15 April 2022
A delicious mix of dexterity and planning
‘What if we took poker chips and used them as a component for a dexterity tactics throwing game with economic elements?’ wondered no one, except for Marco Teubner when in 2010 he designed Safranito, where players would gather delicious Indian spices for their meal. More than ten years later, this idea still has strong legs as it returns to our board game shelves as Hibachi. The cuisine is now Japanese and there is a lot more artwork of cute animal chefs (which is always a plus), but the core of the game remains unchanged.
Players compete as teppanyaki chefs to get ingredients to make their customers a delicious meal. Each meal consists of three different ingredients and, for added pleasant symmetry, players will need to complete three recipes to win the game. And yes, even in cartoon form, everything looks absolutely delicious, and you will be craving food as soon as you finish the game.
The ingredients needed for the meal can be found on the game’s board, in their individual large bowls. Yet, despite those generous portions, landing a poker chip on top of them can be surprisingly difficult. Like in many dexterity games, the throws that land right on the spot feel miraculous, but many zoom in the air right past the board (keep fragile items away from the gaming table!). Hibachi’s board does have a slight thick edge but rather than helping to contain unlucky throws, this is better used tactically to bounce your chip into the opponent’s (air hockey style) and displace it from the ingredient bowl. In fact, as soon as players get comfortable with landing on the spots they need, the game switches into prioritising denying the opponents’ their spots by flicking your pieces into theirs’s.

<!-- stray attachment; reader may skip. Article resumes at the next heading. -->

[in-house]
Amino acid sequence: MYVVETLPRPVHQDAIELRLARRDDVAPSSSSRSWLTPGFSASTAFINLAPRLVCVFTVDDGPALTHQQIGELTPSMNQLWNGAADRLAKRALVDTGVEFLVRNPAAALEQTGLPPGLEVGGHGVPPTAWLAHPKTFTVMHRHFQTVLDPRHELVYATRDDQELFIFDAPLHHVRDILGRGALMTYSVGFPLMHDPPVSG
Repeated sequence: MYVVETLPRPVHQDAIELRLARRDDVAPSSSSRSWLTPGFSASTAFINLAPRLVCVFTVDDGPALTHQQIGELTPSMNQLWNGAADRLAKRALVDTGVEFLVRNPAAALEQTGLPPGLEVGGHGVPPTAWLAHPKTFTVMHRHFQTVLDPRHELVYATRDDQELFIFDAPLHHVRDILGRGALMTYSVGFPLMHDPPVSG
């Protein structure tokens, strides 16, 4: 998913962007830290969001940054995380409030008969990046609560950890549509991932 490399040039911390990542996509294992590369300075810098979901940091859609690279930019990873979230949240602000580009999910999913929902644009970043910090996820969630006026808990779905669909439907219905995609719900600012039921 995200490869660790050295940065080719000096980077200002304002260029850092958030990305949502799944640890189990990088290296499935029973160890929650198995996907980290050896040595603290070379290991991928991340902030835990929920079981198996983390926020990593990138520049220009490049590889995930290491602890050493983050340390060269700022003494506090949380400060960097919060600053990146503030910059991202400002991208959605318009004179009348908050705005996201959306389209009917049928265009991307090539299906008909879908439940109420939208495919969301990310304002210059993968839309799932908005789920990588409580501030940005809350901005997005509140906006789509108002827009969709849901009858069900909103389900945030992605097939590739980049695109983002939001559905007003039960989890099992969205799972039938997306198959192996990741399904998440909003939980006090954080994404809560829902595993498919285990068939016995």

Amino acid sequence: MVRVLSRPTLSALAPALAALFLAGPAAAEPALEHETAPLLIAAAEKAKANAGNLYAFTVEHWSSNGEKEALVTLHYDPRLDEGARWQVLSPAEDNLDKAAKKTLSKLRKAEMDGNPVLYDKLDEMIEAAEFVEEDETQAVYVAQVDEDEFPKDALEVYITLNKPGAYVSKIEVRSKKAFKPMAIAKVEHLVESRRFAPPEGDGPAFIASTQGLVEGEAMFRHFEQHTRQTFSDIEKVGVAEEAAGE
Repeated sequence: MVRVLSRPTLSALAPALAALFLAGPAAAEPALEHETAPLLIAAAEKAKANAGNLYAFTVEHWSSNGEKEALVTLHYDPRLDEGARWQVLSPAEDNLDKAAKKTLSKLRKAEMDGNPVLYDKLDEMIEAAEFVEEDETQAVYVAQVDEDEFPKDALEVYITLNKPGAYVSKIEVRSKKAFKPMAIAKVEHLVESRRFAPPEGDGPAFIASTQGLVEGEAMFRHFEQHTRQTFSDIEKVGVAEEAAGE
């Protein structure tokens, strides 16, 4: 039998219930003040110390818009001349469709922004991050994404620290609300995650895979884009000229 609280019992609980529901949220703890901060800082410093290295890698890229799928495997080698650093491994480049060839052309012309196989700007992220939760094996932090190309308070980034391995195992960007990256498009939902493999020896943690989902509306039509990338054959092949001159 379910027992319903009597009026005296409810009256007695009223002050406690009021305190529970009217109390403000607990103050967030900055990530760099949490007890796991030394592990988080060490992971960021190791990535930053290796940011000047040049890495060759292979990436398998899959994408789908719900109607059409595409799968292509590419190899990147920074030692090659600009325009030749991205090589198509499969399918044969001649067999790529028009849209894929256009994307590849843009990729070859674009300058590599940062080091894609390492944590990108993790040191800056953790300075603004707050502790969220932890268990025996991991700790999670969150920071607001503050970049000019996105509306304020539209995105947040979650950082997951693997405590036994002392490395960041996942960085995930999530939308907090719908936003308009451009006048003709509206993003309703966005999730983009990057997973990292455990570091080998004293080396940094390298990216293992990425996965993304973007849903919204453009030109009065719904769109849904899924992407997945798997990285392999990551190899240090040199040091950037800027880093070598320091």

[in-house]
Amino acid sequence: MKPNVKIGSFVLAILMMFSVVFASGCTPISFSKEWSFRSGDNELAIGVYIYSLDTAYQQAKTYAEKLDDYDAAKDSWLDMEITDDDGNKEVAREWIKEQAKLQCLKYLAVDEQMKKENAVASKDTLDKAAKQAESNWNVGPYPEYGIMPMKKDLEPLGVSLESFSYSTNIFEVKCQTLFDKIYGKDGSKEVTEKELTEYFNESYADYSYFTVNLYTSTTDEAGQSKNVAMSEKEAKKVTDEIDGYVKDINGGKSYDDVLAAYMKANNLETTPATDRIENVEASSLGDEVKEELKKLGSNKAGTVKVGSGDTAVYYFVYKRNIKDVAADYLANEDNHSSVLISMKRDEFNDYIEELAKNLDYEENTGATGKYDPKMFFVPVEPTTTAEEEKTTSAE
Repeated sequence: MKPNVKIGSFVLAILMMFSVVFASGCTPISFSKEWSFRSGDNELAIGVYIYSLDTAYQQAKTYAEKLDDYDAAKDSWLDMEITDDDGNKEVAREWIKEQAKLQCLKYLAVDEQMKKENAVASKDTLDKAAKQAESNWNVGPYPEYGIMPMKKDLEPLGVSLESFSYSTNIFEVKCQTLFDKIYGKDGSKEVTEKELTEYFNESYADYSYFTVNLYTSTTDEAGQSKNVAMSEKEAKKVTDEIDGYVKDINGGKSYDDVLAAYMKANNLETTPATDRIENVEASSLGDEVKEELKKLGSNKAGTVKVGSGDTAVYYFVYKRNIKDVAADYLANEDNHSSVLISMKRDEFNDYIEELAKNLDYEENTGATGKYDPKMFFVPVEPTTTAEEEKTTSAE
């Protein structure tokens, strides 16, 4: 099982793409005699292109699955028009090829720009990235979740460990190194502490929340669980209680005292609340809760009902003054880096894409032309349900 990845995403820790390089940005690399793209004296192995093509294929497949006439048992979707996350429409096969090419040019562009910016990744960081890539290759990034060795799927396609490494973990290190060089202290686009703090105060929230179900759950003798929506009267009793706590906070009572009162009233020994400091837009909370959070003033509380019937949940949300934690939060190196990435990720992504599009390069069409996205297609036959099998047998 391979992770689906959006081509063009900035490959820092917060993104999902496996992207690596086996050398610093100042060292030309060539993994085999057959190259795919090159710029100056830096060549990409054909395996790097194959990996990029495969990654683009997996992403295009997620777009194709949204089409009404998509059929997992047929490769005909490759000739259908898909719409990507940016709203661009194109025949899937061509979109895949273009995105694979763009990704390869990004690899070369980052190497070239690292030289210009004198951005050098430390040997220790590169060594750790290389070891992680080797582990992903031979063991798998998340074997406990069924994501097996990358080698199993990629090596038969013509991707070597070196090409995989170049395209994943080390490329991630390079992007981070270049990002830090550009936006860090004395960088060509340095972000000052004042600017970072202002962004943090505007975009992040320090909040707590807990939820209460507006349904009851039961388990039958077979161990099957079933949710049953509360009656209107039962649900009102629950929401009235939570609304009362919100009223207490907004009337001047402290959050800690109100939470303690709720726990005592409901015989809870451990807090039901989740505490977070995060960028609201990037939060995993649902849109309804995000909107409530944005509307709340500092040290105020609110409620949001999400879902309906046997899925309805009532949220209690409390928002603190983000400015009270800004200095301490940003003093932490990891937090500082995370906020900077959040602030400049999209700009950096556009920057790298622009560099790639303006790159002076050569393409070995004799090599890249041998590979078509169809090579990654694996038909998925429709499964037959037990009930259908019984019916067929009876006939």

Yet, Hibachi is not just about a nice poker chip throw, there is quite a bit of strategy to consider too. The board, along with ingredients, contains tactical locations, for example for gaining a first player marker or gathering a random resource. There is also a whole economic element to the game that alleviates the luck of the throw to an extent. A savvy player could use their starting capital along with selling and buying within the game to complete recipe cards just as well as someone who gets all their resources from landing on the correct spots. Even the throw itself can be quite tactical as each poker chip has a value. For buying, you would want to use poker chips of lower value, so the goods cost less, whereas for selling you would want the highest possible total so you could offload an ingredient for a nice stack of cash. In each case having another player on the spot can be a benefit or a deterrent, adding another think-y tactical element to the gameplay. In the end, of course, throwing well helps, but there are more strategies within Hibachi than ‘get good!’.
Hearing about Hibachi it is still hard to believe how all these seemingly mish-mashed elements come together. Yet play it once and all questions or concerns go away. This is the idea that is just bonkers enough to work.
PLAY IT? YES
At first glance, Hibachi looks like a curious collection of game components that should not work together. Yet Marco Teubner masterfully combines the chaos of flying poker chips with thoughtful economic gameplay elements.
Just like in Hibachi you can’t solely rely on good throws, in Flyin’ Goblins precise catapulting of goblins only gets you so far. Both games brilliantly mix dexterity with other more strategic elements.
Designer: Marco Teubner
Publisher: Grail Games
Time: 45 minutes
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